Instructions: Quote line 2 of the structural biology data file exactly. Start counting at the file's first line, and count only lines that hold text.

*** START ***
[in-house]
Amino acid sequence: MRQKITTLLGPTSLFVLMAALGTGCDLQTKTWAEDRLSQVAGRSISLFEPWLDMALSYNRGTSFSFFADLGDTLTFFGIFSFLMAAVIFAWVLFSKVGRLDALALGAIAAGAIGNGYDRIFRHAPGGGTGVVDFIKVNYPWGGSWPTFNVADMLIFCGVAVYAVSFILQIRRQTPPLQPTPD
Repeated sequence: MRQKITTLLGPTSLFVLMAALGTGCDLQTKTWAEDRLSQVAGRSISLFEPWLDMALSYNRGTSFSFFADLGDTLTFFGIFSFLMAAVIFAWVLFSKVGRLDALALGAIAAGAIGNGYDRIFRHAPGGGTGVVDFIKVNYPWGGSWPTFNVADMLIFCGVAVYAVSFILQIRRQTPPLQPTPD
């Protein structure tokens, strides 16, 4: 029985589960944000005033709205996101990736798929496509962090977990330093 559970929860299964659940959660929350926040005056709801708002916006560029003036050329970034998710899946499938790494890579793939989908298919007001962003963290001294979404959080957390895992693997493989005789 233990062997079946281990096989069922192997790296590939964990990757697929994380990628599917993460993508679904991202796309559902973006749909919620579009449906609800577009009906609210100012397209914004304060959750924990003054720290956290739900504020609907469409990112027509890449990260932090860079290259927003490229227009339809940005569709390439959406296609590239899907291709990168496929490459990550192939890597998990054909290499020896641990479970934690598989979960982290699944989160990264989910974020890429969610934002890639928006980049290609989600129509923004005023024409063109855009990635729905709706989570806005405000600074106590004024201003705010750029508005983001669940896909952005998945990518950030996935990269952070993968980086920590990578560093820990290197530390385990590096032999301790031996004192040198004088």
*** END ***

Amino acid sequence: MRQKITTLLGPTSLFVLMAALGTGCDLQTKTWAEDRLSQVAGRSISLFEPWLDMALSYNRGTSFSFFADLGDTLTFFGIFSFLMAAVIFAWVLFSKVGRLDALALGAIAAGAIGNGYDRIFRHAPGGGTGVVDFIKVNYPWGGSWPTFNVADMLIFCGVAVYAVSFILQIRRQTPPLQPTPD